An inmate work crew from the Flagler County jail was among crews conducting the cleanup of county grounds around the Flagler County Public Library off Palm Coast Parkway this week and last.
The grounds had over the years become home to some three dozen homeless individuals, with larger numbers clustering there in the past year and a half. The grounds had unsanitary, with large accumulations of garbage, feces and abandoned property, triggering complaints from neighbors and library staff. The work was completed this week, Interim County Administrator Jerry Cameron said–and the homeless were to be granted access to the property again, since the county has no alternative for them at the moment.
The use of inmate work crews began out of the county jail last summer as part of the sheriff’s “Stride” programs designed to rehabilitate offenders and reduce recidivism. For the inmate crews, it was the latest opportunity to work outdoors and, as the sheriff sees it, to save taxpayers some money. Inmates volunteer for the program, and usually do so with enthusiasm: it’s a chance to get out of the jail complex and for some, a chance to develop skills they can later apply in gainful employment. As inmate workers, they’re not paid–a condition that’s raised the ire of prisoner advocates over the years–but the unpaid work is no different than unpaid work carried out by so-called trustees at the jail, in the kitchen, in the laundry room or on other assignments.
Currently, according to a sheriff’s release, the “Inmate Work Crew,” as the agency refers to its workers, provides landscaping and grounds keeping services to thirteen locations within Flagler County including the jail complex at the end of Justice Lane, the nearby fire tower training center area, the (evacuated) Sheriff’s Operations Center, whose grounds must still be maintained in accordance with Bunnell regulations, and several other county facilities. By state law, wardens are prohibited from using inmates on private property.
The inmates selected to participate in are all non-violent county-sentenced inmates, as opposed to inmates in pre-trial detention (who form the majority of the jail’s population). They are supervised by a trained detention deputy at no additional cost to tax payers. In addition to landscaping, the Inmate Work Crew tackles other tasks on an as needed basis like removing old graphics on police vehicles going to auction, moving furniture, and much more. During Hurricane Irma inmates filled sandbags for residents to use in protecting their homes.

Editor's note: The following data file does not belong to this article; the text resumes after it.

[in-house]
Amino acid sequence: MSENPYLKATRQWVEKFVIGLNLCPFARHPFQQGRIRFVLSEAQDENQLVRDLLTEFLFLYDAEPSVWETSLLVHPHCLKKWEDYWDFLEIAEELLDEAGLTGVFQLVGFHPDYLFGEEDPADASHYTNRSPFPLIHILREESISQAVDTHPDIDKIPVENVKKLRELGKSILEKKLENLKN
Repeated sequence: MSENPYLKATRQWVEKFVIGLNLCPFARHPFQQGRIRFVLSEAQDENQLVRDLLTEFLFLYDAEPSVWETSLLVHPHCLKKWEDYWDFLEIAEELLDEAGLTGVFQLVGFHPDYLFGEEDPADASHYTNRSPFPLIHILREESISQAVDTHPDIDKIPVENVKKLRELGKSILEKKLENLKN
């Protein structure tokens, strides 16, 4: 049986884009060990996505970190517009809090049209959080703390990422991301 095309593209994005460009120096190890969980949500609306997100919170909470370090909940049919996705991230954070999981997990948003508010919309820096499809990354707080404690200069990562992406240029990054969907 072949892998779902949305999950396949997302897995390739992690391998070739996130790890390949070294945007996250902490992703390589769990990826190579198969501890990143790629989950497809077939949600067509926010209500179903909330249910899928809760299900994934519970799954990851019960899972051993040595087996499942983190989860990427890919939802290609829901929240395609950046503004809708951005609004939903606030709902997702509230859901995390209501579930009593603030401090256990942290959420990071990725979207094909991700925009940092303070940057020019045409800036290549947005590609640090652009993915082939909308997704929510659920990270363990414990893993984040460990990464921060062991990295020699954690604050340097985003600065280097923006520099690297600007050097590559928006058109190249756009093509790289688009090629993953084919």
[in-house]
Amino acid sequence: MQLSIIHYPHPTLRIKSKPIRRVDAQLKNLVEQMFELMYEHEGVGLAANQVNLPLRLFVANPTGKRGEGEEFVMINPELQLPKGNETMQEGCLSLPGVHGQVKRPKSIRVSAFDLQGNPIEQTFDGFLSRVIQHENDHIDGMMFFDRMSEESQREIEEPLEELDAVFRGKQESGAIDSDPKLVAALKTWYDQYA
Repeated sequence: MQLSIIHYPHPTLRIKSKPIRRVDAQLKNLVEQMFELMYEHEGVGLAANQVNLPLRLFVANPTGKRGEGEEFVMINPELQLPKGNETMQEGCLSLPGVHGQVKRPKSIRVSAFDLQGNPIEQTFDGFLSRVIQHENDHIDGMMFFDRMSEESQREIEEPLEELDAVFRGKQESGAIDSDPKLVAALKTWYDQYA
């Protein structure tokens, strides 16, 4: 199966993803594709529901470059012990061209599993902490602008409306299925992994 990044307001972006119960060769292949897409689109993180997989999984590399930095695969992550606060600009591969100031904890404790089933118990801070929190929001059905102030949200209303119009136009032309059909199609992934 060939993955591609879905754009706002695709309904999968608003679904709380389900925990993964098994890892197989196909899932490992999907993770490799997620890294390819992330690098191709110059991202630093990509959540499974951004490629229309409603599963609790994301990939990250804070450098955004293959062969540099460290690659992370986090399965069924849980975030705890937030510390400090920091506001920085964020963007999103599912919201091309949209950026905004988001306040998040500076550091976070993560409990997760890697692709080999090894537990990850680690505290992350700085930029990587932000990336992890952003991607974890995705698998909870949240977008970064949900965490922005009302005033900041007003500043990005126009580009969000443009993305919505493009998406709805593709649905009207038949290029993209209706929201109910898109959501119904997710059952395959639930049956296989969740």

Since last summer, the sheriff’s office estimates that the inmate work crews have performed the equivalent of $75,000 worth of work, an amount that would otherwise have had to be paid with taxpayer dollars to regularly paid work crews.
“The Inmate Work Crew has been beneficial for everyone involved,” Sheriff Rick Staly said. “The taxpayer savings from not having to pay for outsourcing these services speak for themselves. There is absolutely no downside to having the Inmate Work Crew, we are saving tax dollars and providing much needed work experience for the inmates where they learn how to use landscaping equipment. Programs like the Inmate Workforce and Stride are used to rehabilitate offenders and encourage them to turn their lives around and become productive citizens by providing them the tools to be successful when released from jail.”